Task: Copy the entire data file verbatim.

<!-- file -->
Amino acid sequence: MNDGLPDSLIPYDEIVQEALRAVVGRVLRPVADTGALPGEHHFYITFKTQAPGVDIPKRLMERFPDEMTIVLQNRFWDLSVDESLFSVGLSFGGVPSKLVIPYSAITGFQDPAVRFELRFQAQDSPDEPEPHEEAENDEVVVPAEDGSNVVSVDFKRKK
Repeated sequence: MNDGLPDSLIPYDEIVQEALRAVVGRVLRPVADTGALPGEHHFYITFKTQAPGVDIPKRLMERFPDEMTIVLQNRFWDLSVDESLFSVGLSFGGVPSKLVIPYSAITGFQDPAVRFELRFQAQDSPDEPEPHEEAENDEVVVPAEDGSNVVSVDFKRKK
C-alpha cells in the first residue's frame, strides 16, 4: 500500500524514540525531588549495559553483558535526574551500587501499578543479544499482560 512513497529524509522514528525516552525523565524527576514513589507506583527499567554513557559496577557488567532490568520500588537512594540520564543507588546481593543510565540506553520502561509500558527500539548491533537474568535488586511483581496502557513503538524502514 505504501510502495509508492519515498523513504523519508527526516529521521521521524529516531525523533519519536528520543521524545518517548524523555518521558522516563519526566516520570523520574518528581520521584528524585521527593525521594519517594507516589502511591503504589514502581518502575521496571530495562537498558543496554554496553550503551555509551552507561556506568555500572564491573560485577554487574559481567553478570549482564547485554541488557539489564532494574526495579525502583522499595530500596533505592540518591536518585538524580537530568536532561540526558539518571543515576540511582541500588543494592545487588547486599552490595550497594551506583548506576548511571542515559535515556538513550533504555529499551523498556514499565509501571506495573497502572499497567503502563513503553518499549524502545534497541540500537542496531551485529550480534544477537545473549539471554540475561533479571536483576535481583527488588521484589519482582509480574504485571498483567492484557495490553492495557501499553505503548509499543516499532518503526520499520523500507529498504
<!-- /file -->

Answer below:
Amino acid sequence: MNDGLPDSLIPYDEIVQEALRAVVGRVLRPVADTGALPGEHHFYITFKTQAPGVDIPKRLMERFPDEMTIVLQNRFWDLSVDESLFSVGLSFGGVPSKLVIPYSAITGFQDPAVRFELRFQAQDSPDEPEPHEEAENDEVVVPAEDGSNVVSVDFKRKK
Repeated sequence: MNDGLPDSLIPYDEIVQEALRAVVGRVLRPVADTGALPGEHHFYITFKTQAPGVDIPKRLMERFPDEMTIVLQNRFWDLSVDESLFSVGLSFGGVPSKLVIPYSAITGFQDPAVRFELRFQAQDSPDEPEPHEEAENDEVVVPAEDGSNVVSVDFKRKK
C-alpha cells in the first residue's frame, strides 16, 4: 500500500524514540525531588549495559553483558535526574551500587501499578543479544499482560 512513497529524509522514528525516552525523565524527576514513589507506583527499567554513557559496577557488567532490568520500588537512594540520564543507588546481593543510565540506553520502561509500558527500539548491533537474568535488586511483581496502557513503538524502514 505504501510502495509508492519515498523513504523519508527526516529521521521521524529516531525523533519519536528520543521524545518517548524523555518521558522516563519526566516520570523520574518528581520521584528524585521527593525521594519517594507516589502511591503504589514502581518502575521496571530495562537498558543496554554496553550503551555509551552507561556506568555500572564491573560485577554487574559481567553478570549482564547485554541488557539489564532494574526495579525502583522499595530500596533505592540518591536518585538524580537530568536532561540526558539518571543515576540511582541500588543494592545487588547486599552490595550497594551506583548506576548511571542515559535515556538513550533504555529499551523498556514499565509501571506495573497502572499497567503502563513503553518499549524502545534497541540500537542496531551485529550480534544477537545473549539471554540475561533479571536483576535481583527488588521484589519482582509480574504485571498483567492484557495490553492495557501499553505503548509499543516499532518503526520499520523500507529498504